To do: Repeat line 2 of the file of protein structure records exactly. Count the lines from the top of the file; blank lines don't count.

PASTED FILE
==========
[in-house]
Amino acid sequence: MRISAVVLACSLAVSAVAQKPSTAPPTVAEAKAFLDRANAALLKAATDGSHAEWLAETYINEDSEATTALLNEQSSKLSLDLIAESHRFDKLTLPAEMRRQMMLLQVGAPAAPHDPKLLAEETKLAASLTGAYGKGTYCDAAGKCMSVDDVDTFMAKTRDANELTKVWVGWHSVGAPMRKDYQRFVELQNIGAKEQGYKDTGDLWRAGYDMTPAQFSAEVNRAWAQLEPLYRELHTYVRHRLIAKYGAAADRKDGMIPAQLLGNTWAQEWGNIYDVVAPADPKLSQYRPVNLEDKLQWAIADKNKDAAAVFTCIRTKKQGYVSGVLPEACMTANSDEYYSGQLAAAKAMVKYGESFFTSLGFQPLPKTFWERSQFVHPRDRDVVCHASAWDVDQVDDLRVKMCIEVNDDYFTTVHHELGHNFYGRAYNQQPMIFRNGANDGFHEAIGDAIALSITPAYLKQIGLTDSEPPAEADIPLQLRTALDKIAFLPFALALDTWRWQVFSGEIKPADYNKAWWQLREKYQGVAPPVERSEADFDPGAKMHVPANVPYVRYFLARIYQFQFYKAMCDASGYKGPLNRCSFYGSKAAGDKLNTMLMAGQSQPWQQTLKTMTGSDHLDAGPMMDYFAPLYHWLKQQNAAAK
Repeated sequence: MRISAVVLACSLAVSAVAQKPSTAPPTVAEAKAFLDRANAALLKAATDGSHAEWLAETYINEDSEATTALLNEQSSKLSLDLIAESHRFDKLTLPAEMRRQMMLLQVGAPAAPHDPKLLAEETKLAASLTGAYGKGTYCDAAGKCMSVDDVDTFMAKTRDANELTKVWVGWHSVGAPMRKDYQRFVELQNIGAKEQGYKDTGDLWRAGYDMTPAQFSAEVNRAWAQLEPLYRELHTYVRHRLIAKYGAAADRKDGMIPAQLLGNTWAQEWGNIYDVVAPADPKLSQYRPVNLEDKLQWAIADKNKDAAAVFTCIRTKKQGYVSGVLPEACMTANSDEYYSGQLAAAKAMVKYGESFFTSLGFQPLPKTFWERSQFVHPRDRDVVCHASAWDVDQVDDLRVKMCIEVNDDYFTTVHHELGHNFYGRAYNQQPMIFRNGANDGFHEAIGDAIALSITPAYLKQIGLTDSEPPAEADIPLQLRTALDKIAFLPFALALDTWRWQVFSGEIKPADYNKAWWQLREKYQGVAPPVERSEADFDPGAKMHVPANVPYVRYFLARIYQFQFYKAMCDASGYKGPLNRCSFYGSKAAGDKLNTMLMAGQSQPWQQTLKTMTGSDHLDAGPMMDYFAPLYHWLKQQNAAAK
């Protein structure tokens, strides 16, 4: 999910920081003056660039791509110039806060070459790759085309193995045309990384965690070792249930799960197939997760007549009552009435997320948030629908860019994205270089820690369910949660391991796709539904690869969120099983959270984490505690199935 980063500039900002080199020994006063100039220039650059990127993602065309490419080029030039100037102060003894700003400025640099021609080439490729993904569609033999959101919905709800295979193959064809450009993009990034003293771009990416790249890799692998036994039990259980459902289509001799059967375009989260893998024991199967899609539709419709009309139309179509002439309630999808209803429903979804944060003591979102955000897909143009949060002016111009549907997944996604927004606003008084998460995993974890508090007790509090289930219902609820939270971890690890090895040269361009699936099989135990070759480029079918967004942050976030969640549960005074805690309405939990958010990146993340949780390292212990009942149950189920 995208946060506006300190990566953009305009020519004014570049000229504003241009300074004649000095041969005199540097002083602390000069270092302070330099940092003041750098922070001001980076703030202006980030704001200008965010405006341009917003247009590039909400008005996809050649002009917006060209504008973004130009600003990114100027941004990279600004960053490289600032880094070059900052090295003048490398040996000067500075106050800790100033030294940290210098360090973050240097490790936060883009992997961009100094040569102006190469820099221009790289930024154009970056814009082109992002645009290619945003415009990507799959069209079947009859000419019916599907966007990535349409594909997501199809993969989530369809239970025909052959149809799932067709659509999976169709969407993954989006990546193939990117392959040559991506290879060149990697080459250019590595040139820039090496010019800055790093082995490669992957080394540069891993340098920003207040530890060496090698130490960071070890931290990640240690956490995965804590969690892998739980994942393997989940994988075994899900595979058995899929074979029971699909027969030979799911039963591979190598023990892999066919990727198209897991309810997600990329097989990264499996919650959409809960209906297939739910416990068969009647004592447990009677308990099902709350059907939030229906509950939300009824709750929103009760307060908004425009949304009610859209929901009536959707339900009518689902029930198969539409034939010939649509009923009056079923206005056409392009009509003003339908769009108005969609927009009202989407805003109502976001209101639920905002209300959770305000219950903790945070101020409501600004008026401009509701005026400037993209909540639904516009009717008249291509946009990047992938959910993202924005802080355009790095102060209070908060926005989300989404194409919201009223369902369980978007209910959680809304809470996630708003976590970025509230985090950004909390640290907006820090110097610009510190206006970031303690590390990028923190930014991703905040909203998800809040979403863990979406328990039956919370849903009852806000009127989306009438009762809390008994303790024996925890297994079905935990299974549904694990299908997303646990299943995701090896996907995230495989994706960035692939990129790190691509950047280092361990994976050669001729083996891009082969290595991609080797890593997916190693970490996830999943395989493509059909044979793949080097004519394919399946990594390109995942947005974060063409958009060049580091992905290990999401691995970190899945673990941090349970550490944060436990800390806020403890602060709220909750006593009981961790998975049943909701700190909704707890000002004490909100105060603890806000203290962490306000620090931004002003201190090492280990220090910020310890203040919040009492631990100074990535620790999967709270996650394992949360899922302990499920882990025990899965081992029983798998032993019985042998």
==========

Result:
Amino acid sequence: MRISAVVLACSLAVSAVAQKPSTAPPTVAEAKAFLDRANAALLKAATDGSHAEWLAETYINEDSEATTALLNEQSSKLSLDLIAESHRFDKLTLPAEMRRQMMLLQVGAPAAPHDPKLLAEETKLAASLTGAYGKGTYCDAAGKCMSVDDVDTFMAKTRDANELTKVWVGWHSVGAPMRKDYQRFVELQNIGAKEQGYKDTGDLWRAGYDMTPAQFSAEVNRAWAQLEPLYRELHTYVRHRLIAKYGAAADRKDGMIPAQLLGNTWAQEWGNIYDVVAPADPKLSQYRPVNLEDKLQWAIADKNKDAAAVFTCIRTKKQGYVSGVLPEACMTANSDEYYSGQLAAAKAMVKYGESFFTSLGFQPLPKTFWERSQFVHPRDRDVVCHASAWDVDQVDDLRVKMCIEVNDDYFTTVHHELGHNFYGRAYNQQPMIFRNGANDGFHEAIGDAIALSITPAYLKQIGLTDSEPPAEADIPLQLRTALDKIAFLPFALALDTWRWQVFSGEIKPADYNKAWWQLREKYQGVAPPVERSEADFDPGAKMHVPANVPYVRYFLARIYQFQFYKAMCDASGYKGPLNRCSFYGSKAAGDKLNTMLMAGQSQPWQQTLKTMTGSDHLDAGPMMDYFAPLYHWLKQQNAAAK